Our study has several strengths. The PHS II was a large-scale, long-term randomized clinical trial that tested a commonly used multivitamin, with high compliance and long follow-up. Randomization of multivitamin use eliminates any potential confounding by overall healthy behavioral factors, which typically limits findings from observational studies. Moreover, we had data on a wide range of dietary factors to comprehensively investigate the potential modifying role of baseline nutritional status. However, several important limitations should be considered. Dietary intake was self-reported via an FFQ; therefore, measurement error may have influenced our results. Dietary status was only assessed at baseline; different effects may have been observed if changes in diet had been taken into account. The multivitamin formulation used has changed incrementally over the years; for example, vitamin D content is higher in current formulations than in that tested throughout the PHS II trial period. However, the formulations are similar overall, and any small differences are unlikely to affect the generalizability of our findings to a high extent. Concomitant medication use for treating CVD risk factors, such as hypercholesterolemia, hypertension, and type 2 diabetes, may also have influenced our results. However, because of randomization, these factors were evenly distributed across multivitamin treatment arms, and there was no evidence of effect modification by these factors at baseline.16 Moreover, because we performed multiple tests across numerous dietary factors, we cannot exclude the possibility that some statistically significant effects were false-positive results.
In this randomized clinical trial of middle-aged and older men, we found that long-term daily multivitamin use does not prevent major CVD events, regardless of baseline nutritional status. Future studies should seek to include a larger proportion of individuals with a wider range of dietary intake and should use nutritional biomarkers as more objective assessments of baseline nutritional status that account for differences in absorption and metabolism to understand how they influence the long-term effects of multivitamin use on CVD risk. The recently initiated Cocoa Supplement and Multivitamin Outcomes Study (COSMOS) trial,37 which is testing a multivitamin supplement with 4 years of treatment and follow-up, will provide further context of its role in CVD prevention among older women and older men, including potential effect modification by baseline nutritional status.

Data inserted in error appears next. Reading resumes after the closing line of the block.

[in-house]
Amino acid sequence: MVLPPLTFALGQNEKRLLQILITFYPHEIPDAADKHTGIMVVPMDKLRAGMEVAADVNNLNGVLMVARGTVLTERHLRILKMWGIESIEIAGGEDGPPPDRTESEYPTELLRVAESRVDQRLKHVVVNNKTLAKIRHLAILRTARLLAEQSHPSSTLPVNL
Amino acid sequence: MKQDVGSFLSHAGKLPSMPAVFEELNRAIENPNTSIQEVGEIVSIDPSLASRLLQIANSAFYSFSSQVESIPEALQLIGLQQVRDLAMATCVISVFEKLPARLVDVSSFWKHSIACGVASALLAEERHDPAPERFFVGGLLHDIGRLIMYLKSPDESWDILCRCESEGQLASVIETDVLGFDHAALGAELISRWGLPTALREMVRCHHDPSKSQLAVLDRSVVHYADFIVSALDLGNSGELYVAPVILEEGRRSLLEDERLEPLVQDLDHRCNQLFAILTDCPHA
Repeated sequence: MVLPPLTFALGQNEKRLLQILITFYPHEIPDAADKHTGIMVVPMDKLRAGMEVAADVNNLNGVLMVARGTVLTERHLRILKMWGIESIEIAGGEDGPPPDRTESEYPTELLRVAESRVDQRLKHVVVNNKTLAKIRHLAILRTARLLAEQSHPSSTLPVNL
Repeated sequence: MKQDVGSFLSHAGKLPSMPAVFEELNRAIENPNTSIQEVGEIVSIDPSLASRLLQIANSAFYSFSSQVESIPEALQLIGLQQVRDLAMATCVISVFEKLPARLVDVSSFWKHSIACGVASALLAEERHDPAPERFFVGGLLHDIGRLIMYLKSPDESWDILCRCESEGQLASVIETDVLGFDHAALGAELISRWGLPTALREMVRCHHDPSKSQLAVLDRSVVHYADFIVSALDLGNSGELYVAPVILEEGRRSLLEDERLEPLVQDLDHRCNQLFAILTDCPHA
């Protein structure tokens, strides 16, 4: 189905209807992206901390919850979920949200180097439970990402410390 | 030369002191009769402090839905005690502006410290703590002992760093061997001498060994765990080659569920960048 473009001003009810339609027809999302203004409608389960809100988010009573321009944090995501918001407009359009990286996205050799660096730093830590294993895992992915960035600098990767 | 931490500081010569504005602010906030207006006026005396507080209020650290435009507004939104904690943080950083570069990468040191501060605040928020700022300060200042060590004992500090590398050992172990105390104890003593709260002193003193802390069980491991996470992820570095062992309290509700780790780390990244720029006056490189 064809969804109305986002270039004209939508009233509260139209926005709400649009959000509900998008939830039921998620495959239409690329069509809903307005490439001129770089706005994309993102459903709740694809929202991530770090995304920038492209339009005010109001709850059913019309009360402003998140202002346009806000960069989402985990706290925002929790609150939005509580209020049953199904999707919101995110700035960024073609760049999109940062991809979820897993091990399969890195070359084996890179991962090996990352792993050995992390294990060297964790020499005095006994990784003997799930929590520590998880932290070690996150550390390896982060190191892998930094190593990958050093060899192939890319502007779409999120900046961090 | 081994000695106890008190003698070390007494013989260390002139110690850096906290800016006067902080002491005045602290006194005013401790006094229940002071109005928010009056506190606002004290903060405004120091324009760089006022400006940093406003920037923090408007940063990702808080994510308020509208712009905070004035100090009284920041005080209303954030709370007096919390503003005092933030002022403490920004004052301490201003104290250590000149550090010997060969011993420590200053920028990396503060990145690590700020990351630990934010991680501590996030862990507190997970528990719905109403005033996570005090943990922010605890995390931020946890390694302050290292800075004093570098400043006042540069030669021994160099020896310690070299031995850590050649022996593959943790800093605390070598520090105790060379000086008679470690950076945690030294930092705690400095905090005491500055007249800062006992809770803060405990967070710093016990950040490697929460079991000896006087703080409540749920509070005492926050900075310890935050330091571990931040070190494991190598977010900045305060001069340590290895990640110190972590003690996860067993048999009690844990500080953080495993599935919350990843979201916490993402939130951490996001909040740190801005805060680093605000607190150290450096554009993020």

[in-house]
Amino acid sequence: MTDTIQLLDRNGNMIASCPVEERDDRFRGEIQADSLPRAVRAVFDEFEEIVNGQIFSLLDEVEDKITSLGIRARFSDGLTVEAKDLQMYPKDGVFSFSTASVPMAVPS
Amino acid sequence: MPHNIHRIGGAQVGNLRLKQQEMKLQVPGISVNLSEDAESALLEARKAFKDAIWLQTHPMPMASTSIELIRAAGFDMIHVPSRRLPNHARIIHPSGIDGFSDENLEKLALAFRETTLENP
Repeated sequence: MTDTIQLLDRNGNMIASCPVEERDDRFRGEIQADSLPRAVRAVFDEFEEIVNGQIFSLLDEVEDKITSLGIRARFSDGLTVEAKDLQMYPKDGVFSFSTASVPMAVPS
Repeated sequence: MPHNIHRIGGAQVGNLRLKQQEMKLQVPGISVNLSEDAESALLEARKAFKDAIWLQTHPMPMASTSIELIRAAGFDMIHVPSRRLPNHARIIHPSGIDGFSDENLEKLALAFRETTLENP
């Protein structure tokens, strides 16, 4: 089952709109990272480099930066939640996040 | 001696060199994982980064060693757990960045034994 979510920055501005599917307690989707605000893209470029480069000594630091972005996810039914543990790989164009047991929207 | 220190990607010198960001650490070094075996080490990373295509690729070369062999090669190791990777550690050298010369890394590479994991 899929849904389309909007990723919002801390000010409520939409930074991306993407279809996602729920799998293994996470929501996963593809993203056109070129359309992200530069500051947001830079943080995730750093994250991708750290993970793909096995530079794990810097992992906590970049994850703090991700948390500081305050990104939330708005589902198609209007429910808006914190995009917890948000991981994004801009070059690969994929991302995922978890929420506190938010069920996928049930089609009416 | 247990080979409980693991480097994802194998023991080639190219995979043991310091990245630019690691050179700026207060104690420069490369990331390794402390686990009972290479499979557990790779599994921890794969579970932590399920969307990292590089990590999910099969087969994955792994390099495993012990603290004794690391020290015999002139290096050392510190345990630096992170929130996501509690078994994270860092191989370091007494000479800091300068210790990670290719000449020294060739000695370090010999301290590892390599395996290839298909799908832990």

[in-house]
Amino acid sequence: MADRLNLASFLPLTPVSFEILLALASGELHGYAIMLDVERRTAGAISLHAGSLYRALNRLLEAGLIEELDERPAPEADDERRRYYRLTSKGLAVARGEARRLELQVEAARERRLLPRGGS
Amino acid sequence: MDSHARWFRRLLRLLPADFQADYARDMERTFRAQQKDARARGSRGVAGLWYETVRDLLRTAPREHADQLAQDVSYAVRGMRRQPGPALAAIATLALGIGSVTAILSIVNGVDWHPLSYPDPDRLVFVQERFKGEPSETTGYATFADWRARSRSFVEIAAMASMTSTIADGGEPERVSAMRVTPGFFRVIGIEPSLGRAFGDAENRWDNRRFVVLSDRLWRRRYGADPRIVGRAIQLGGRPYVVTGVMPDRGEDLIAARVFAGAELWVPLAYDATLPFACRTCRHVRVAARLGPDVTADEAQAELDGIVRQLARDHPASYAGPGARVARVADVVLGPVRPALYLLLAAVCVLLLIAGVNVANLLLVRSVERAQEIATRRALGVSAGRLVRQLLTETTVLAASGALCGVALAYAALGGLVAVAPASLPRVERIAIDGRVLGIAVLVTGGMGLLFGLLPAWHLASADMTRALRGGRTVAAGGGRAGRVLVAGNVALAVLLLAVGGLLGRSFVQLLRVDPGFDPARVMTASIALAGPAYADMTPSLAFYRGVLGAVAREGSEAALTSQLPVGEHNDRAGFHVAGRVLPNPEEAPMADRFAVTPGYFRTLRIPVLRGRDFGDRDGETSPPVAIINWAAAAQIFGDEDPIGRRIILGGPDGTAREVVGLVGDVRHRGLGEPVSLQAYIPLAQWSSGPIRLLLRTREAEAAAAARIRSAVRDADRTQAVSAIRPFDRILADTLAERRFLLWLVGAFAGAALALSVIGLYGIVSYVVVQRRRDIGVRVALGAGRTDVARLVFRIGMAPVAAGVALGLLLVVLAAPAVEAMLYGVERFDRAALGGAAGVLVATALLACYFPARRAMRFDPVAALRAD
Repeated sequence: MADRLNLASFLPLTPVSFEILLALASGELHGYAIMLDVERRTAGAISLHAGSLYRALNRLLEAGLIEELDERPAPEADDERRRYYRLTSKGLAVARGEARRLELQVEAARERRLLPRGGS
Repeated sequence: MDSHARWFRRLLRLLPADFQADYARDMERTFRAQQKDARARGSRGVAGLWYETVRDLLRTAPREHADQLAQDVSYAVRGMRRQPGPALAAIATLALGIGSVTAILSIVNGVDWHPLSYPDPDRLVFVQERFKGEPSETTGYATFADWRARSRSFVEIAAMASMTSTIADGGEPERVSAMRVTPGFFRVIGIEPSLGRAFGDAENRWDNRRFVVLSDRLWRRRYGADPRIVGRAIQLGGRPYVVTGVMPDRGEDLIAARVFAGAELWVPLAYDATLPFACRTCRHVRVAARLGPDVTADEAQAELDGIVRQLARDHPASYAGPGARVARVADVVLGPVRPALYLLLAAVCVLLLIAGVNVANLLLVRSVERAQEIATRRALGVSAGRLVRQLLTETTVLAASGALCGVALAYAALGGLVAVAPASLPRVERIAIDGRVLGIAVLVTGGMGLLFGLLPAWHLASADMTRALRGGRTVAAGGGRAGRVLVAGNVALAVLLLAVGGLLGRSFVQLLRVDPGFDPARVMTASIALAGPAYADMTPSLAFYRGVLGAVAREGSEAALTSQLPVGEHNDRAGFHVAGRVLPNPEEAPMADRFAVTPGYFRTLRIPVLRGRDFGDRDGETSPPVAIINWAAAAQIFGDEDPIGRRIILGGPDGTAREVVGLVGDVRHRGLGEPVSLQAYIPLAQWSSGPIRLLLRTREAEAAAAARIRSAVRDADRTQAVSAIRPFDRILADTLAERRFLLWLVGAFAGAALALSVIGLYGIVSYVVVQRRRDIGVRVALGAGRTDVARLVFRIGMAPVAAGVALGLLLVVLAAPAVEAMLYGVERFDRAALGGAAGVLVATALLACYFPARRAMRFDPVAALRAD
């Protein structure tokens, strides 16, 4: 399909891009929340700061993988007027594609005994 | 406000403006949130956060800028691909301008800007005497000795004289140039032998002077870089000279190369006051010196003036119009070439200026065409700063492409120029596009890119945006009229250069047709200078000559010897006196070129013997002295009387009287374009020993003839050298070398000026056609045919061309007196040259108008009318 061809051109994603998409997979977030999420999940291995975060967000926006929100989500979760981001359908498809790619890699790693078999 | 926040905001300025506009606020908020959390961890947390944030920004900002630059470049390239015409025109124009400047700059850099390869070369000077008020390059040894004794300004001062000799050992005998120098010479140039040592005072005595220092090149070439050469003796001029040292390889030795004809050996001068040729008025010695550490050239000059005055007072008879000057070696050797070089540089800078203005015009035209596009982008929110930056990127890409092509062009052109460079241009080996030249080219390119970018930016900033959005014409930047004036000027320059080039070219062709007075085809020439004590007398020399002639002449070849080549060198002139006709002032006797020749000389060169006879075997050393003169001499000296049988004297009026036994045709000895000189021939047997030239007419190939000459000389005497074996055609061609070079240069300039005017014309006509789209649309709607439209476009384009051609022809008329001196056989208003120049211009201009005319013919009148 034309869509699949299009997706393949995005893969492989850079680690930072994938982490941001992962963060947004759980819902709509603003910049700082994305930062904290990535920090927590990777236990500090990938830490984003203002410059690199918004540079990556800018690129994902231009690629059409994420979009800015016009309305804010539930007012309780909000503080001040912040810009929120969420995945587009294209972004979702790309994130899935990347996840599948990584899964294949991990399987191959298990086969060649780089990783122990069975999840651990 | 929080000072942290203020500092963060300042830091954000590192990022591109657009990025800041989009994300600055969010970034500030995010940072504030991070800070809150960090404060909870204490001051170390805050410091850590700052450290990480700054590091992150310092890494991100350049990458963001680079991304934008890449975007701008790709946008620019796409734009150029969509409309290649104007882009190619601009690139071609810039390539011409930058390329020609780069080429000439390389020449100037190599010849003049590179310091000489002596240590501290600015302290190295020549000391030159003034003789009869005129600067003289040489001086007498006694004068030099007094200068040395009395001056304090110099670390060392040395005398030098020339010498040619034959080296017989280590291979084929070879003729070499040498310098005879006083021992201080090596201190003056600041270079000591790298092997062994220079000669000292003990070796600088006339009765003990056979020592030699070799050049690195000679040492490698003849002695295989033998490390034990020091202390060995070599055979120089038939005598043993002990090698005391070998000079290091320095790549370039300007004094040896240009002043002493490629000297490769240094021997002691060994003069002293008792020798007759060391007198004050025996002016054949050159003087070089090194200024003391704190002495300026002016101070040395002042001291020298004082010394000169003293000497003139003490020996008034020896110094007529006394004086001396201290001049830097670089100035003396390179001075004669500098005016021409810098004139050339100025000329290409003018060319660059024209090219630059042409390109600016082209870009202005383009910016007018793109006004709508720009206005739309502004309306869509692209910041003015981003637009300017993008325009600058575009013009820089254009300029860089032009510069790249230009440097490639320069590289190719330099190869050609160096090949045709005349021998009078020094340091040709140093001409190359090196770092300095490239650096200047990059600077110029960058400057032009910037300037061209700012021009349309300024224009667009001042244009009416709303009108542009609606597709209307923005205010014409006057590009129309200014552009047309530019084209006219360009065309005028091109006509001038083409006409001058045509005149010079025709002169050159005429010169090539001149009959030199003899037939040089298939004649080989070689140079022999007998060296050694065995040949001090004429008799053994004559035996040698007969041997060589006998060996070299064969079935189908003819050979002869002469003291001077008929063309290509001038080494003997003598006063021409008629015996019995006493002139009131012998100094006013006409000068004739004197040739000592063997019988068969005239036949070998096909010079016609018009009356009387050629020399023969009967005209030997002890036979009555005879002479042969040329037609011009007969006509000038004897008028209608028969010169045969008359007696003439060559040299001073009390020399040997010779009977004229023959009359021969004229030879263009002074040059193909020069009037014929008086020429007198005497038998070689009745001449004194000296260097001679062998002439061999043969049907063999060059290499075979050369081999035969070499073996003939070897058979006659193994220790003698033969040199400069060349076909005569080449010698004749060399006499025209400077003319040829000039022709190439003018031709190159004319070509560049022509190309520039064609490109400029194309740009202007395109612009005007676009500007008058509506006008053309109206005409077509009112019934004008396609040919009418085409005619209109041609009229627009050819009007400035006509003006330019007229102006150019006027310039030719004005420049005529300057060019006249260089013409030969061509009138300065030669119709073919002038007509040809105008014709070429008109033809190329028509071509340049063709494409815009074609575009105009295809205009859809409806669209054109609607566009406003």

Corresponding Author: Howard D. Sesso, ScD, MPH, Division of Preventive Medicine, Brigham and Women’s Hospital and Harvard Medical School, 900 Commonwealth Ave E, Third Floor, Boston, MA 02215 (email@example.com).
Accepted for Publication: January 16, 2017.
Published Online: April 5, 2017. doi:10.1001/jamacardio.2017.0176
Author Contributions: Dr Sesso had full access to all of the data in the study and takes responsibility for the integrity of the data and the accuracy of the data analysis.
Study concept and design: Rautiainen, Gaziano, Manson, Sesso.
Acquisition, analysis, or interpretation of data: All authors.
Drafting of the manuscript: Rautiainen, Kotler, Sesso.
Critical revision of the manuscript for important intellectual content: Rautiainen, Gaziano, Christen, Bubes, Glynn, Manson, Buring, Sesso.
Statistical analysis: Rautiainen, Bubes, Kotler, Glynn, Sesso.
Obtained funding: Rautiainen, Gaziano, Sesso.
Administrative, technical, or material support: Gaziano, Bubes, Manson, Sesso.
Study supervision: Gaziano, Manson, Sesso.
Conflict of Interest Disclosures: All authors have completed and submitted the ICMJE Form for Disclosure of Potential Conflicts of Interest. Drs Gaziano, Manson, and Sesso reported receiving investigator-initiated grants from Pfizer Inc outside of the submitted work. Drs Gaziano and Sesso reported receiving investigator-initiated grants from the Council for Responsible Nutrition Foundation. No other disclosures were reported.
Funding/Support: This work was supported by grants CA 097193, CA 34944, CA 40360, HL 26490, and HL 34595 from the National Institutes of Health and by the Council for Responsible Nutrition Foundation, Pfizer Inc (Dr Sesso), and a COFAS Marie Curie Fellowship (Dr Rautiainen).
Role of the Funder/Sponsor: The funding sources had no role in the design and conduct of the study; collection, management, analysis, and interpretation of the data; preparation, review, or approval of the manuscript; and decision to submit the manuscript for publication.
Create a personal account or sign in to: